When I was a journalist uncovering how oil and petrochemical companies were dumping mercury into the Gulf of Thailand, I could not get the Thai minister of industry to respond to my questions. I would send interview requests and call up his office, but he felt free to ignore me.

When the Thai Society of Environmental Journalists (ThaiSEJ)—made up of journalists representing most of the country’s print media, along with some radio and TV reporters—sent in a request that he come speak with us, however, the minister somehow was able to find the time. While a single journalist or news organization is often effective in carrying out investigative reports, in some cases journalists find there is strength in numbers when searching for information.

That was one of the reasons I and several other journalists helped establish ThaiSEJ back in the mid-1990s. Not only did it bring us more clout in certain situations, it enhanced peer-to-peer learning. Senior journalists helped train and advise younger ones, either formally through workshops or informally at social events. As a support organization, it has also proved to be sustainable: while many of the network’s founders have long since left, ThaiSEJ is still active today with new leaders and members, holding seminars and publishing a book every year on the top ten environmental issues in the country.

The largest such organization is the United States’s Society of Environmental Journalists (SEJ), which was founded in 1990 and has around 1,450 members, most from the U.S., but also a smattering from abroad, particularly from Canada and Mexico. Over the last two decades, similar associations have proliferated, bringing together journalists who cover environmental issues. An informal survey suggests there are around two dozen such organizations now active around the world, including ones in China, India, Indonesia, Vietnam, Thailand, the Philippines, Nepal, Sri Lanka, Bangladesh, Kenya, Ethiopia, Nigeria, Tanzania, Zambia, Sweden, Mexico, Brazil, Argentina, Chile, Colombia, and Costa Rica. , There is even, according to its chairperson Paul Jimbo, a correspondent for SciDev.net and a project mentor for the Media Diversity Institute, a nascent Society of Environmental Journalists in Southern Sudan — in a country still awaiting official recognition.

There are equally numerous networks of science journalists, regional and international groups in Africa (and East Africa), Latin America, Asia and the Pacific, as well as more general professional journalism associations that also support environmental reporting. (Do you know of a group that hasn’t been mentioned here? Please write in and tell us about it.)

The activities these networks carry out can have huge impacts on the subjects they cover. A training workshop by the Vietnam Forum of Environmental Journalists (VFEJ) and the Earth Journalism Network, a non-profit project I oversee that helps local media improve their environmental coverage, led the Vietnamese government to protect Tam Dao National Park from ruinous development. Journalists supported by the two groups also uncovered wildlife smuggling ring in Indochina. Zhang Ke, a Chinese journalist, credits the training he received with helping him to uncover dozens of illegally polluting factories in the Chinese city of Liupanshui.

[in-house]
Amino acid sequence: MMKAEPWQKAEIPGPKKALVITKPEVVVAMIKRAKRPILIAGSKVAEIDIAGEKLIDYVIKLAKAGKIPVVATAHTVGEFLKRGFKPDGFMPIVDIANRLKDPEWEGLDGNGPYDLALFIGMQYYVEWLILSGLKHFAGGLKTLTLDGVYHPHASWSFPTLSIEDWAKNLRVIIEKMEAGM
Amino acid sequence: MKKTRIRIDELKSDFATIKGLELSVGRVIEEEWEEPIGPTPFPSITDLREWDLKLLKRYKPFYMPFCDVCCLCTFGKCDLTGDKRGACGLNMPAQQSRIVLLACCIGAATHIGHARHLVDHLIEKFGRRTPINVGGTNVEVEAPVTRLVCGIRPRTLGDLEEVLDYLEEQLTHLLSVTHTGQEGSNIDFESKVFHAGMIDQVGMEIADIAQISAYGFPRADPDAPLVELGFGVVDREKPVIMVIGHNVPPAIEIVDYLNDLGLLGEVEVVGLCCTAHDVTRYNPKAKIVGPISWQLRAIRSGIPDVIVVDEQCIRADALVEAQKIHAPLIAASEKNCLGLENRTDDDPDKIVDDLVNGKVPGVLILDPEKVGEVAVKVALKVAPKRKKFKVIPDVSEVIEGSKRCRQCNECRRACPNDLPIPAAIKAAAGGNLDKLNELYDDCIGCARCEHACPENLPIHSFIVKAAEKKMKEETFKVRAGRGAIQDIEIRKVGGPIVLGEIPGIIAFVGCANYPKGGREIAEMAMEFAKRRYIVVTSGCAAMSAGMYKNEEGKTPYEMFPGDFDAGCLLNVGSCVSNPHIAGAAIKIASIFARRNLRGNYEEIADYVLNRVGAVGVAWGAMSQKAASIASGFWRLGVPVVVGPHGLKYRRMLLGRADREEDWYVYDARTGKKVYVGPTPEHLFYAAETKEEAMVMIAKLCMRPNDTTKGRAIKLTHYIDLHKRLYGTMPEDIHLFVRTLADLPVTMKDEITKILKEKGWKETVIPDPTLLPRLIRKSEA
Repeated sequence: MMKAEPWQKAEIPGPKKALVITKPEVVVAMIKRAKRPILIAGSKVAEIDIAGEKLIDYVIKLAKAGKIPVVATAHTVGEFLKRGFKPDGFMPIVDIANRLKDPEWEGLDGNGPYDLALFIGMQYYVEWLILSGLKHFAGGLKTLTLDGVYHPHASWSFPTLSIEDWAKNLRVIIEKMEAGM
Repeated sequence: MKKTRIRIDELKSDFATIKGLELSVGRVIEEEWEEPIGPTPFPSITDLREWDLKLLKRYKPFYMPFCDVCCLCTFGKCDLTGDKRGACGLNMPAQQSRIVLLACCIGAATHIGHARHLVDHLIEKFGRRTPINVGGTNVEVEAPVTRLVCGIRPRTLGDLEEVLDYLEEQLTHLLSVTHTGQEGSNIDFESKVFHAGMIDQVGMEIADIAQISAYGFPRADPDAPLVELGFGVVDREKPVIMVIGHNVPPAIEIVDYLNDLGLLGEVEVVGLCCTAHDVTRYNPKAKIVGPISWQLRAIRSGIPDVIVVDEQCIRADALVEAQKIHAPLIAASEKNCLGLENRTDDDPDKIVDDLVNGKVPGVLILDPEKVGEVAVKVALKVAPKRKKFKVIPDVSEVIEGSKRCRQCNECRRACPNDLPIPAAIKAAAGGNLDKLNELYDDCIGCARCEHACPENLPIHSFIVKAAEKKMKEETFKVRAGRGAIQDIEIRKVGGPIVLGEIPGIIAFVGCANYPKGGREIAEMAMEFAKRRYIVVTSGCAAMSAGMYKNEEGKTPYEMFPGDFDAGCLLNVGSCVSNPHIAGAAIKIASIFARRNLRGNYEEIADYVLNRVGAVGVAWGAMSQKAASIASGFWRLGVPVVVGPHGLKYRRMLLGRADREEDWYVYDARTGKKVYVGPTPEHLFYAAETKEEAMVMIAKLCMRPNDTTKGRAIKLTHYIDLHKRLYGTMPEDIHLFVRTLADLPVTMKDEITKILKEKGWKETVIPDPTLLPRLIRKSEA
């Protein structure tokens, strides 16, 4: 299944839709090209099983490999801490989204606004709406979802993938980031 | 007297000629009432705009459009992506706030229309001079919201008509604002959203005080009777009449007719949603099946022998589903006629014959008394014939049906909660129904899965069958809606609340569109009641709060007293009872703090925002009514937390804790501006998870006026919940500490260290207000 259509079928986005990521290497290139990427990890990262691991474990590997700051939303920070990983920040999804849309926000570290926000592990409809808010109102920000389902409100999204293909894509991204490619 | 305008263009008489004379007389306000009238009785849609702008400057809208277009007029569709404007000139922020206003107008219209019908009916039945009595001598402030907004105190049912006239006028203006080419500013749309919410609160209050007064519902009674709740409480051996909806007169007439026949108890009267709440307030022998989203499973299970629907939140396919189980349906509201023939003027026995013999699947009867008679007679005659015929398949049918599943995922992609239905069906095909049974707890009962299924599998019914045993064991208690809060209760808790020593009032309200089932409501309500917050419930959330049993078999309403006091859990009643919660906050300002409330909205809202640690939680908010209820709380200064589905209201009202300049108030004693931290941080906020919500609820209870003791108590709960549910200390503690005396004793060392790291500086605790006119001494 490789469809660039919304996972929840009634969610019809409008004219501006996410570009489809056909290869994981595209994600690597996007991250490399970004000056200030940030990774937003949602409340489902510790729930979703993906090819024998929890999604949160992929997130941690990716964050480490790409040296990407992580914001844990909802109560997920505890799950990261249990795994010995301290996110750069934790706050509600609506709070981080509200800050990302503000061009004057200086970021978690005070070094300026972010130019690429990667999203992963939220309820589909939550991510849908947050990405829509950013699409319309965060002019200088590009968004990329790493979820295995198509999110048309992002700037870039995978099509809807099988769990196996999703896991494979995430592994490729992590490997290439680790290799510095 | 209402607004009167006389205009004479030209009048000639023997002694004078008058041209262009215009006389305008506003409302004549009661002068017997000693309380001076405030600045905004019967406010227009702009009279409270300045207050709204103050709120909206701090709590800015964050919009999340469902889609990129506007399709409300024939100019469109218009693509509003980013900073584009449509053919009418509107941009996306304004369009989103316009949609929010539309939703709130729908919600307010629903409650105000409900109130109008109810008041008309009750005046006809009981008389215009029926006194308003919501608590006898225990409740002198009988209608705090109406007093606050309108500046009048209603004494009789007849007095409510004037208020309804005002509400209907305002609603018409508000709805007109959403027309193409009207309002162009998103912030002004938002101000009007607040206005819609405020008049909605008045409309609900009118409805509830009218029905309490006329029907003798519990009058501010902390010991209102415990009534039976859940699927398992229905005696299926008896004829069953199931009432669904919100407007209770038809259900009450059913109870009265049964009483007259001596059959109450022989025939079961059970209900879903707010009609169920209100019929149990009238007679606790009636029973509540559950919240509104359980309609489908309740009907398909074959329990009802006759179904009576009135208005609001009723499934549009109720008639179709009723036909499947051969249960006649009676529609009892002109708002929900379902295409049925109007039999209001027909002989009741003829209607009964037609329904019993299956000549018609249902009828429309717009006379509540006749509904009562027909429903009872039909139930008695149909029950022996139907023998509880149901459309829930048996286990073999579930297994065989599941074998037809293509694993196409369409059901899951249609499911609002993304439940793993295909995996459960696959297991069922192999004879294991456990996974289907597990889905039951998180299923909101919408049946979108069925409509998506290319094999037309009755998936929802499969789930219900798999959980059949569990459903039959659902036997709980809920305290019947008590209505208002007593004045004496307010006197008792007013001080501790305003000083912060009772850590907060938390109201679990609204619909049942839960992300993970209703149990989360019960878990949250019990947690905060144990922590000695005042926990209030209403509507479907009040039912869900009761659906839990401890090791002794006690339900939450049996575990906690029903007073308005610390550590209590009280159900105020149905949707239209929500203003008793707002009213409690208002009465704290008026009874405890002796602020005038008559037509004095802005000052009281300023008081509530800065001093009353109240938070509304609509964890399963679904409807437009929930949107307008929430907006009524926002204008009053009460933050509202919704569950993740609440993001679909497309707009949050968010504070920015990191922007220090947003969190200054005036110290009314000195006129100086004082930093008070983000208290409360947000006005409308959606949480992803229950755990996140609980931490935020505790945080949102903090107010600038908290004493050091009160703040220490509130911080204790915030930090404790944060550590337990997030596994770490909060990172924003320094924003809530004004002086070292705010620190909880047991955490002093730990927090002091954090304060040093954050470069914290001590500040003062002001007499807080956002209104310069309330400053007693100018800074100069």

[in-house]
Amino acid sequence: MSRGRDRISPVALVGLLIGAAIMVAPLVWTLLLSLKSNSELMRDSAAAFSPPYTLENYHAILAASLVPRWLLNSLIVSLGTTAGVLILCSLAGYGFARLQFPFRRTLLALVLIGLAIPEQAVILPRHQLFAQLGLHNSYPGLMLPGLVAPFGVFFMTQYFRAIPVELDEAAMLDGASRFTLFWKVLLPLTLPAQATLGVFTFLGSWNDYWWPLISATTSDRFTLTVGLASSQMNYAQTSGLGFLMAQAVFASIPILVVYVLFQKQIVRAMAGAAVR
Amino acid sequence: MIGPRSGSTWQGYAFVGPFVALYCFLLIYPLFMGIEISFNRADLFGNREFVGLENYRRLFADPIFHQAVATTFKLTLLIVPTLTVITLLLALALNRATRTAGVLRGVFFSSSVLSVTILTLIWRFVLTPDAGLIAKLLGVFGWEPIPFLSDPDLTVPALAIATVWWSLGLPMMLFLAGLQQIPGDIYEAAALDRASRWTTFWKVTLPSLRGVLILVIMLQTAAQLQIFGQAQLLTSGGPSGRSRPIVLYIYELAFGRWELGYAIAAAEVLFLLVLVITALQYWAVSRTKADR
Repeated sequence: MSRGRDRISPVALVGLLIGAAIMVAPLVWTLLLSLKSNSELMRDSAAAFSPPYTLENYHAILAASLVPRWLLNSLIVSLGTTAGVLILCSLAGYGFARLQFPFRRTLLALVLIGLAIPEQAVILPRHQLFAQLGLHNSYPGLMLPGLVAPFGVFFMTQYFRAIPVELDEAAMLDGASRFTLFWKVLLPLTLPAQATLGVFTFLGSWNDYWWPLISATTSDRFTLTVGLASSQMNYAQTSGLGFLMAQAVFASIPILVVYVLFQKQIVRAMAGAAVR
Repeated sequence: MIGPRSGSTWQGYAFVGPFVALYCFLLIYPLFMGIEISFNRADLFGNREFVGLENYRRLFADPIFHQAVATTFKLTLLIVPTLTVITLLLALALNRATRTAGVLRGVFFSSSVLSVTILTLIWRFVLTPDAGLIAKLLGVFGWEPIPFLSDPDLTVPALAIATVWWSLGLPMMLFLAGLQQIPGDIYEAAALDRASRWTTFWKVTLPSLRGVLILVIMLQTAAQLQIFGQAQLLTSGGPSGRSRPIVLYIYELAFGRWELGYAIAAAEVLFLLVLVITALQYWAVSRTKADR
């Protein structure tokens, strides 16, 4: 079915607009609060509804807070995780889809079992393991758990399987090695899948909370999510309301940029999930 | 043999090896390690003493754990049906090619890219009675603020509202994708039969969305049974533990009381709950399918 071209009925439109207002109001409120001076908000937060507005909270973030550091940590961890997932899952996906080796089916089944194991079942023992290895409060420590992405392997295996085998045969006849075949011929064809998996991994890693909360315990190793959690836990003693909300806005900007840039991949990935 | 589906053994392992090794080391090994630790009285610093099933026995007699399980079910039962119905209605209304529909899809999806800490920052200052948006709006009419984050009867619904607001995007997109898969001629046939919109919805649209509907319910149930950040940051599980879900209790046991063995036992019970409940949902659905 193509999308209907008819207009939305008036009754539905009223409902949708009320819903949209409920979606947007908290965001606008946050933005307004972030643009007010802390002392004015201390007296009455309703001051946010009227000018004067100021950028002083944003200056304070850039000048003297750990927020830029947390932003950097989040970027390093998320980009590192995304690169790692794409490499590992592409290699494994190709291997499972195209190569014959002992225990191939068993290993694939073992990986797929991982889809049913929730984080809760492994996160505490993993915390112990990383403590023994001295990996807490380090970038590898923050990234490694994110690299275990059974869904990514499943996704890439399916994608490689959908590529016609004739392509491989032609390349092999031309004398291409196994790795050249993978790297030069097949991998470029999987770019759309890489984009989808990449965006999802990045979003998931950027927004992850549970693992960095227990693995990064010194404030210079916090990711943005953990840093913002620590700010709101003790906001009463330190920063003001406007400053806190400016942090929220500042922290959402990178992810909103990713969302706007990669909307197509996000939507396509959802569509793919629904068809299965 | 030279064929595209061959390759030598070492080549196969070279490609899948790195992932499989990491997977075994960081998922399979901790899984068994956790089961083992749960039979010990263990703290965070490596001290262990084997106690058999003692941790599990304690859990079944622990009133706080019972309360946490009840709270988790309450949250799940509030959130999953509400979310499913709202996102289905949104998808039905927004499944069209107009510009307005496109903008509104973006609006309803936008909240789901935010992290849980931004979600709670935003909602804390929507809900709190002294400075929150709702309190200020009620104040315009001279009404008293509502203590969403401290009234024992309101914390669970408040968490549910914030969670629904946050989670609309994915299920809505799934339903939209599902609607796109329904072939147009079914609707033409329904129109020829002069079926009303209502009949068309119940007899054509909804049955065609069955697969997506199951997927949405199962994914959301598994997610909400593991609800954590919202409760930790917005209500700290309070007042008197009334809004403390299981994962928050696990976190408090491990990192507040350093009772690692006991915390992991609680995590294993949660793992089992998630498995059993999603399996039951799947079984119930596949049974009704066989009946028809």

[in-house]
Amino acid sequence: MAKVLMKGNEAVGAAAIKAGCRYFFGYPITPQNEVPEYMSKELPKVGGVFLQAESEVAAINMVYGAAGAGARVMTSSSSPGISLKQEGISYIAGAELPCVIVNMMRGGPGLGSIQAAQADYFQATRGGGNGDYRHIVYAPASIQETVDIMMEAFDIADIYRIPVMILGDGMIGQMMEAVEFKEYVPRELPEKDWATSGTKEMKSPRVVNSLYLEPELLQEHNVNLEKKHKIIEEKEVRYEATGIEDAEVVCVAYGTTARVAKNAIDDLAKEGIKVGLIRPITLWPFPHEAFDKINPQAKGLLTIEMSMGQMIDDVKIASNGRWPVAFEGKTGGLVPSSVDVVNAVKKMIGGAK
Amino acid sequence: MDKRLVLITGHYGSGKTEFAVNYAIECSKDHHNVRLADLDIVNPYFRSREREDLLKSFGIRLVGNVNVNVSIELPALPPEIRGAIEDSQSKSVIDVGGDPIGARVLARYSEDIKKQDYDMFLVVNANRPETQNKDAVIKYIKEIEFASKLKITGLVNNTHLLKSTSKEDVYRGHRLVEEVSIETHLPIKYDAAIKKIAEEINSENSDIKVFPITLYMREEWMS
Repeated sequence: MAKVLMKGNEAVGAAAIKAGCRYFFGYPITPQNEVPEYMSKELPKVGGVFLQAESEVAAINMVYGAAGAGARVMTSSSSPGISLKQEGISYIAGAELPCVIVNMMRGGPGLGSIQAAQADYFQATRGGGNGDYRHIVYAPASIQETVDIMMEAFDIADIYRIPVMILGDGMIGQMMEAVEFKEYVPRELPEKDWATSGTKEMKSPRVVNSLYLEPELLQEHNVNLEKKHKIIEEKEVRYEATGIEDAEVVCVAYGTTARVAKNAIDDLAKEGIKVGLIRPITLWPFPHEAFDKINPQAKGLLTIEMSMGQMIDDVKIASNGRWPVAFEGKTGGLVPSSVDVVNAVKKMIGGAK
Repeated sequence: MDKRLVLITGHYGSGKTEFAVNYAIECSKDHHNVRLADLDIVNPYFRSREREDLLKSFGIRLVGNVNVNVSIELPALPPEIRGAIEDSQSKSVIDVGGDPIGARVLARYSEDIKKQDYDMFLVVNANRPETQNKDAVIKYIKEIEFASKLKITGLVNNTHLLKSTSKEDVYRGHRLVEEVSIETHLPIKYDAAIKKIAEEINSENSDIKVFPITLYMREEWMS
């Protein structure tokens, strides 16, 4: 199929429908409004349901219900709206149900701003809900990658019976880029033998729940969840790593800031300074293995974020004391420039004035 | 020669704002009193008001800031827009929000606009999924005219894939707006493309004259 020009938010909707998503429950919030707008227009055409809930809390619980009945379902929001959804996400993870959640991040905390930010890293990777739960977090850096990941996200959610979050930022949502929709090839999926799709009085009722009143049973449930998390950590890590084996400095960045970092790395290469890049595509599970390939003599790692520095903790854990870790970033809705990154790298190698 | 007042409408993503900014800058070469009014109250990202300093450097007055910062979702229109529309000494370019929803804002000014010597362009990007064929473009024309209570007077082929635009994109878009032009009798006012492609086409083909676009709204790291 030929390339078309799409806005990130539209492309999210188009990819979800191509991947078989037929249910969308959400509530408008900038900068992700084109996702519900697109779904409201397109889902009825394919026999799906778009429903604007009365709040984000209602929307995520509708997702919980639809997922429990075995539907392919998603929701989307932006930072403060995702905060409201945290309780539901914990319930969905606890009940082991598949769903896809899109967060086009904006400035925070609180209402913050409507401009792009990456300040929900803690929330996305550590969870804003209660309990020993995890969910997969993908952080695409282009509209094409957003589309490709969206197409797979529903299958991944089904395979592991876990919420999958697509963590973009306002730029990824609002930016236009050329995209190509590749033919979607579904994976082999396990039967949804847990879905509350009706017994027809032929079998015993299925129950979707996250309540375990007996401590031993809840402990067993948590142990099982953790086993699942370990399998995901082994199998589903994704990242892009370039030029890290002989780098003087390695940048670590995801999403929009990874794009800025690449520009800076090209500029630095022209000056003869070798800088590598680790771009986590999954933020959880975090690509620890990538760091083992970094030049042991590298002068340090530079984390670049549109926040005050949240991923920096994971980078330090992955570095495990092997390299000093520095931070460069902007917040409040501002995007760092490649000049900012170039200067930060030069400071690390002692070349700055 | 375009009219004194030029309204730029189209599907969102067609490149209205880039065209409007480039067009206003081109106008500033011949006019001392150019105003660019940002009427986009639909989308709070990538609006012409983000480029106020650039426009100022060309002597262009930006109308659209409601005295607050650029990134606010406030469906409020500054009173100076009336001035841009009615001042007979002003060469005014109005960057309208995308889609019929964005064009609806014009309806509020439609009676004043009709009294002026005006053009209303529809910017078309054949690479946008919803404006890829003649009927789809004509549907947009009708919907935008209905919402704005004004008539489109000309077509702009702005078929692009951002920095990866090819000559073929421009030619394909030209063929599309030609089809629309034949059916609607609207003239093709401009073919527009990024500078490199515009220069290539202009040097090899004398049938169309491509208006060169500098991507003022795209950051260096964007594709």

“VFEJ helps me to have more opportunities to work abroad, expand my network (of colleagues, scientists, experts) and update [my] knowledge of environment and climate change,” says Tran Thuy Binh, a reporter with Hanoi TV.

According to Beth Parke, SEJ’s executive director, “member benefits include discount rates for remarkable (and hugely subsidized) annual conferences, the quarterly SEJournal, discount entry fees for SEJ Awards, access to a lively, members-only [e-mail] listserv, SEJ’s mentoring program, a freedom of information project that monitors, reports and acts on behalf of environmental journalists, member directory, entrée to a freelance directory that attracts assignments from editors, news of fellowships, [and] mini-grants.”

Networks in developing countries generally have fewer activities, but those they offer may be even more crucial given that access to information is often weaker and journalistic support resources scarcer. There is virtual unanimity as to the main challenge facing these networks: a lack of funds. Benedict Tembo, who runs the Zambian chapter of the African Network of Environmental Journalists, echoes the complaints of many network leaders and members when he says, “Resources allowing, ANEJ-Zambia should be conducting more training programs and field trips because we have received overwhelming response from media personnel intending to join us.”

“[With] the historic changes we have witnessed and are still witnessing in the news industry, the needs have only grown among journalists and would-be journalists,” says Parke. “Money is always, of course, in short supply.”

James Fahn is the executive director of Internews's Earth Journalism Network and the author of A Land on Fire.